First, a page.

|General background: Malaysia was formed in
1963 through a merging of the former British colonies
of Malaya and Singapore, including the East Malaysian
states of Sabah and Sarawak on the northern coast of
Borneo. The first several years of the country's history
were marred by Indonesian efforts to control Malaysia,
Philippine claims to Sabah, and Singapore's secession
Area comparative: Slightly
larger than New Mexico.
Climate: Tropical; annual southwest (April to October)
and northeast (October to February) monsoons
Terrain: Coastal plains rising to hills and mountains.
Population: 22,662,365 (July 2002 est.)
Ethnic groups: Malay and other indigenous
58%, Chinese 24%, Indian 8%, others 10% (2000)
Religions: Muslim, Buddhist, Daoist, Hindu,
Christian, Sikh; note - in addition, Shamanism is
practiced in East Malaysia
Language: Bahasa Melayu (official), English,
Chinese dialects (Cantonese, Mandarin, Hokkien, Hakka,
Hainan, Foochow), Tamil, Telugu, Malayalam, Panjabi,
Thai; note - in addition, in East Malaysia several
indigenous languages are spoken, the largest of which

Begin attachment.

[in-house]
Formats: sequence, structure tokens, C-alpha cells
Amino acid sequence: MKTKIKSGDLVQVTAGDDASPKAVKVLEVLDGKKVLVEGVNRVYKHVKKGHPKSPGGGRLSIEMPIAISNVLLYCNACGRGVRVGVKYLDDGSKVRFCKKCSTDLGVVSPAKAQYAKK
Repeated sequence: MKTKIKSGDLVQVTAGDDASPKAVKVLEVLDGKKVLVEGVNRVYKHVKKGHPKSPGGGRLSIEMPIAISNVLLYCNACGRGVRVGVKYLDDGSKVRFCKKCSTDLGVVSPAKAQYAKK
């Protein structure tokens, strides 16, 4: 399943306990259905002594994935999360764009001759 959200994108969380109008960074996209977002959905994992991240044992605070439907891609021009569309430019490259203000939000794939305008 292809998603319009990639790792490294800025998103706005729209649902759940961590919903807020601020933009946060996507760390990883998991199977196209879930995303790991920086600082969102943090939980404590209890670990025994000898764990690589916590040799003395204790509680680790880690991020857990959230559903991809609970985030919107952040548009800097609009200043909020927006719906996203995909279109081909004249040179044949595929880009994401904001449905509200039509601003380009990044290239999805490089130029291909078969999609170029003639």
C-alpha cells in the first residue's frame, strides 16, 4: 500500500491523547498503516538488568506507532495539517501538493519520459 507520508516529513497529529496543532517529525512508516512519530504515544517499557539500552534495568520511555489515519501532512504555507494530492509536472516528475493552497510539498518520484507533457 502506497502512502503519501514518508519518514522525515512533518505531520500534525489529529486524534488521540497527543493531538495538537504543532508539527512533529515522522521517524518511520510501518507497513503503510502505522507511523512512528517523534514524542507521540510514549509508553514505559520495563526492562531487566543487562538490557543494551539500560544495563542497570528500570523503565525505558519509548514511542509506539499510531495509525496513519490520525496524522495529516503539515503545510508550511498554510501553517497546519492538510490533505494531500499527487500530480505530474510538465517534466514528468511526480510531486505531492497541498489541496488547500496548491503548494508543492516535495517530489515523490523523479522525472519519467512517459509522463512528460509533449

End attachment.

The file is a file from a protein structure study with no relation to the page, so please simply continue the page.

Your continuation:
are Iban and Kadazan.
Government type: Constitutional monarchy
Capital: Kuala Lumpur
Legal system: Based on English common law;
judicial review of legislative acts in the Supreme
Court at request of supreme head of the federation;
has not accepted compulsory ICJ jurisdiction.
Economic overview: Malaysia, a middle income
country, transformed itself from 1971 through the
late 1990s from a producer of raw materials into an
emerging multi-sector economy. Growth is almost exclusively
driven by exports - particularly of electronics -
and, as a result Malaysia was hard hit by the global
economic downturn and the slump in the Information
Technology (IT) sector in 2001. GDP in 2001 grew only
0.3% due to an estimated 11% contraction in exports,
but a substantial fiscal stimulus package has mitigated
the worst of the recession and the economy is expected
to grow by 2% to 3% in 2002 as the world economy rebounds.
Kuala Lumpur's healthy foreign exchange reserves and
relatively small external debt make it unlikely that
Malaysia will experience a crisis similar to the crisis
of 1997, but the economy remains vulnerable to a more
protracted downturn in the US and Japan, top export
destinations and key sources of foreign investment.
Communication/Telephone system: Modern system;
international service excellent.
Places of interest: Lovely peninsula.
Travel tips: Visitors are advised to be extra
vigilant when traveling in eastern Sabah and to altogether
avoid the islands off of Sabah's east coast, including
Sipadan and Pandanan. Be cautious everywhere in Malaysia.